Will Equal Justice Just Have to Wait?
The Vatican has lashed out at criticism over its handling of its sex-abuse crisis.
GENEVA — A Vatican delegate to the United Nations caused a minor furor when he defended the Church’s record on handling cases of sexual abuse among its clergy.
The delegate, Archbishop Silvano Tomasi, also pointed out that other religions and organizations have done much more poorly in preventing sexual abuse.
Archbishop Tomasi, the Vatican’s permanent observer to the United Nations in Geneva, said available research showed that 1.5% to 5% of Catholic clergy were involved in child sexual abuse.
He spoke Sept. 22 in response to criticism of the Church’s handling of sexual-abuse allegations made earlier to the Human Rights Council by the International Humanist and Ethical Union. The archbishop quoted from The Christian Science Monitor, which reported that most U.S. churches hit by sexual abuse allegations were Protestant and that sex abuse in Jewish communities is common.
According to a major 2004 study commissioned by the U.S. Department of Education, nearly 10% of U.S. public-school students have been targeted with unwanted sexual attention by school employees, the archbishop added.
Yet, as much as Church leaders try to point out the corrections they’ve made — and the prevalence of sexual abuse in other circles — the Catholic Church continues to be a target of criticism.
“The Catholic Church has paid an enormous price,” said Sherryll Kraizer, executive director of the Denver-based Safe Child Program and an expert witness in child sexual-abuse cases. Others don’t pay such a high price, and Kraizer worries the culture may be trivializing child sexual-abuse cases — unless they involve priests.
Some see a double standard in society and the media tolerating abuse of children by some and not others, especially in the wake of recent cases involving celebrities.
“We have a lot of high-profile child sexual-abuse cases showing up right now, yet it’s not something that’s appearing as a concern on most people’s radar,” Kraizer said, referring to cases involving Hollywood stars. “Instead of reacting with concern and outrage, and demands for justice, it’s as if the culture is on a sightseeing trip. We’re admiring the problem instead of worrying about it.”
About 100 of Hollywood’s biggest directors and actors who say they’re dismayed by the arrest of Roman Polanski signed a petition recently demanding his release. The film director was arrested in Switzerland last month in connection with the 1977 rape of a 13-year-old girl. Polanski pleaded guilty to statutory rape in order to avoid possible conviction on a forcible rape charge. He fled the country before he could be sentenced and has lived and worked in France ever since.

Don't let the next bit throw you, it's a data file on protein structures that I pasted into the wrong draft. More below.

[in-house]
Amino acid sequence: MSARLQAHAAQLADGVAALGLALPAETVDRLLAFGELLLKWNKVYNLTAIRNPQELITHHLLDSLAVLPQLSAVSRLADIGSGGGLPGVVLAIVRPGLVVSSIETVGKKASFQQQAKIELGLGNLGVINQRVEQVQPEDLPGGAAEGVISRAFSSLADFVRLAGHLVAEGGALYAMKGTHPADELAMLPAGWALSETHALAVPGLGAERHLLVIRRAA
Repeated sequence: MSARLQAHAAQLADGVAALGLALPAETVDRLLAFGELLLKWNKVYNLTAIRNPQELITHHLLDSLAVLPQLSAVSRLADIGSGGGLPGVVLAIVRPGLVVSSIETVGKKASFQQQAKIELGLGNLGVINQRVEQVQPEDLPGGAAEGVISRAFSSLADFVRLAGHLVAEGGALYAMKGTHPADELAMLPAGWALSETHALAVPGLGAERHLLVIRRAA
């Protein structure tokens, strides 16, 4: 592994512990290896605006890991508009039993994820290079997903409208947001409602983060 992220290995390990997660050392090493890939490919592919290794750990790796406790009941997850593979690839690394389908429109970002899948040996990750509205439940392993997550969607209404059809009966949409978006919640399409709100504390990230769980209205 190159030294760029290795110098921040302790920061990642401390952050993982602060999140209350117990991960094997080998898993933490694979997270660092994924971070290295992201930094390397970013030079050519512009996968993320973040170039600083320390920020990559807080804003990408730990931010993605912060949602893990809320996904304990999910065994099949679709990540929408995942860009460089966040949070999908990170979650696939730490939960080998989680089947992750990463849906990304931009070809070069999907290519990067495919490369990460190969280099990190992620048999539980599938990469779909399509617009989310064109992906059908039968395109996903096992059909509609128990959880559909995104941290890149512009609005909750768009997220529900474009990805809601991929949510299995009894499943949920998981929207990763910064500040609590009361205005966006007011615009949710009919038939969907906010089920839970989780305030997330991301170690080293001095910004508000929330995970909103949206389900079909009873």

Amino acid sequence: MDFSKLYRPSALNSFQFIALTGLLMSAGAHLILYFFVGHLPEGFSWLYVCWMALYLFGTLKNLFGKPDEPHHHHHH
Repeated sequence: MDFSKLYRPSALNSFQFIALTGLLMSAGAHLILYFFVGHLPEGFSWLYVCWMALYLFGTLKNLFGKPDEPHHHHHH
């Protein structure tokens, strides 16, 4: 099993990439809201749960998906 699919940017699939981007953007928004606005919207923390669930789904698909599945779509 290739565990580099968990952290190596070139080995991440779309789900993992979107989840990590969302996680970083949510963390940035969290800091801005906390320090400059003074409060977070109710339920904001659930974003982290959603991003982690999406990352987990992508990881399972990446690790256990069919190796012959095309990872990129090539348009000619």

Some news reports and celebrity reactions have cast Polanski as a victim. On ABC’s “The View,” actress Whoopi Goldberg downplayed the nature of his crime, saying, “I know it wasn’t a rape-rape. I think it was something else, but I don’t believe it was rape-rape.”
Wrong Message for Kids
Meanwhile, actress Mackenzie Phillips told Oprah Winfrey that her rock-legend father, the late John Phillips, raped her as a teenager. She said routine sexual encounters between the two eventually became consensual and culminated in an abortion.
“Here we had Mackenzie Phillips on ‘Oprah,’ saying, ‘My father raped me, and basically it wasn’t that bad,’” Kraizer said. “We had this same kind of downplaying of sexual abuse with all the claims about Michael Jackson. Parents continued dropping children off at his house to spend the night.”
Shelly, an incest victim whose last name has been withheld, watched the Phillips interview and says she was appalled. The wife and mother of four was molested as a young teenager by a relative.
“It almost seemed like she was glamorizing it,” Shelly said. “It was surreal. It was like there was some question as to whether this was really such a bad thing.”
L. Brent Bozell, president of the Media Research Center, says the trivializing of sexual abuse is nothing other than standard hypocrisy on the part of media and celebrities who like their own friends but don’t like the Church.
“Because of a relative handful of very bad people in the Church, mostly decades ago, Hollywood can’t get enough denunciations of the Church,” said Bozell, a Catholic who serves on the board of directors of the Catholic League. “Yet when they know of someone they admire who did about the most awful thing one could do to a little girl, they rally around him. It is vomitous. Finding hypocrisy in this is like finding ice on the polar ice cap.”
The surfacing in 2002 of decades-old cases of sexual abuse involving priests was met with outrage. That spring, newspapers published 160 new stories a day on the Church scandal. Lawsuits ensued, and some dioceses filed bankruptcy and sold property as a result of settlements. The U.S. Conference of Catholic Bishops established a new agency in Washington devoted to preventing abuse of children and young people, overseen by the Secretariat for Child and Youth Protection.
Kraizer says that Hollywood stars lining up to defend Polanski — and Phillips telling audiences she came to enjoy sex with her father — sends the wrong message to children.
“I worry that children don’t have the skills to get out of some of these situations,” Kraizer said. “It would be helpful if someone like Phillips would just rail against her perpetrator and explain that incest is never okay, and that nobody should have sex with a parent, and that children aren’t capable of consent. But I wasn’t hearing that.”
Wayne Laugesen writes
from Monument, Colorado.
- October 18-24, 2009